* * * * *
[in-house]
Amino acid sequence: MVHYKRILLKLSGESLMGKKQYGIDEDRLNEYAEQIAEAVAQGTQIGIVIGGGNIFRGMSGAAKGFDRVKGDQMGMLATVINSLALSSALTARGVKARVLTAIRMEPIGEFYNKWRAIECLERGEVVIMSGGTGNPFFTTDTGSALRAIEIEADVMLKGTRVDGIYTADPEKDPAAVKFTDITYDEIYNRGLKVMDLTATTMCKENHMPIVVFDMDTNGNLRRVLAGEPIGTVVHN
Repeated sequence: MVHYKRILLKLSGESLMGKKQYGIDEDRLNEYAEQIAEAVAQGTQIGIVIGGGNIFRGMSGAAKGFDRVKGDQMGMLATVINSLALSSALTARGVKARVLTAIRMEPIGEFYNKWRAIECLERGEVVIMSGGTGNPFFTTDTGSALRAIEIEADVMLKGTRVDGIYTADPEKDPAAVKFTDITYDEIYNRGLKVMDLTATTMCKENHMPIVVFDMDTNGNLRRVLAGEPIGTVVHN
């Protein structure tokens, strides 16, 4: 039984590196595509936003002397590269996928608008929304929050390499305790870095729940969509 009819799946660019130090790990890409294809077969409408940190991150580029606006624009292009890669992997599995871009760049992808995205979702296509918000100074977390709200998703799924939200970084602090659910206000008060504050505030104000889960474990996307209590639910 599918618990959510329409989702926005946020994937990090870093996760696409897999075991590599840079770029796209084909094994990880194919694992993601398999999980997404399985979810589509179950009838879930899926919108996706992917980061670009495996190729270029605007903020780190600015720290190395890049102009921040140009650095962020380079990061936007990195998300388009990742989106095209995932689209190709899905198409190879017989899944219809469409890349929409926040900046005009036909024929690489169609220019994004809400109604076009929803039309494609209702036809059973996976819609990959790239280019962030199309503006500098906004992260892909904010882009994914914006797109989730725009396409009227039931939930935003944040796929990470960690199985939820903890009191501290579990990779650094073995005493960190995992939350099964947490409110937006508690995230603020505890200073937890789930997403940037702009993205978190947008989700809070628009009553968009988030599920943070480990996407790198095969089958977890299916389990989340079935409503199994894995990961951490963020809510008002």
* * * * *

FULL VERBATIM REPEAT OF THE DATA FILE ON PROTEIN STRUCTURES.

[in-house]
Amino acid sequence: MVHYKRILLKLSGESLMGKKQYGIDEDRLNEYAEQIAEAVAQGTQIGIVIGGGNIFRGMSGAAKGFDRVKGDQMGMLATVINSLALSSALTARGVKARVLTAIRMEPIGEFYNKWRAIECLERGEVVIMSGGTGNPFFTTDTGSALRAIEIEADVMLKGTRVDGIYTADPEKDPAAVKFTDITYDEIYNRGLKVMDLTATTMCKENHMPIVVFDMDTNGNLRRVLAGEPIGTVVHN
Repeated sequence: MVHYKRILLKLSGESLMGKKQYGIDEDRLNEYAEQIAEAVAQGTQIGIVIGGGNIFRGMSGAAKGFDRVKGDQMGMLATVINSLALSSALTARGVKARVLTAIRMEPIGEFYNKWRAIECLERGEVVIMSGGTGNPFFTTDTGSALRAIEIEADVMLKGTRVDGIYTADPEKDPAAVKFTDITYDEIYNRGLKVMDLTATTMCKENHMPIVVFDMDTNGNLRRVLAGEPIGTVVHN
């Protein structure tokens, strides 16, 4: 039984590196595509936003002397590269996928608008929304929050390499305790870095729940969509 009819799946660019130090790990890409294809077969409408940190991150580029606006624009292009890669992997599995871009760049992808995205979702296509918000100074977390709200998703799924939200970084602090659910206000008060504050505030104000889960474990996307209590639910 599918618990959510329409989702926005946020994937990090870093996760696409897999075991590599840079770029796209084909094994990880194919694992993601398999999980997404399985979810589509179950009838879930899926919108996706992917980061670009495996190729270029605007903020780190600015720290190395890049102009921040140009650095962020380079990061936007990195998300388009990742989106095209995932689209190709899905198409190879017989899944219809469409890349929409926040900046005009036909024929690489169609220019994004809400109604076009929803039309494609209702036809059973996976819609990959790239280019962030199309503006500098906004992260892909904010882009994914914006797109989730725009396409009227039931939930935003944040796929990470960690199985939820903890009191501290579990990779650094073995005493960190995992939350099964947490409110937006508690995230603020505890200073937890789930997403940037702009993205978190947008989700809070628009009553968009988030599920943070480990996407790198095969089958977890299916389990989340079935409503199994894995990961951490963020809510008002």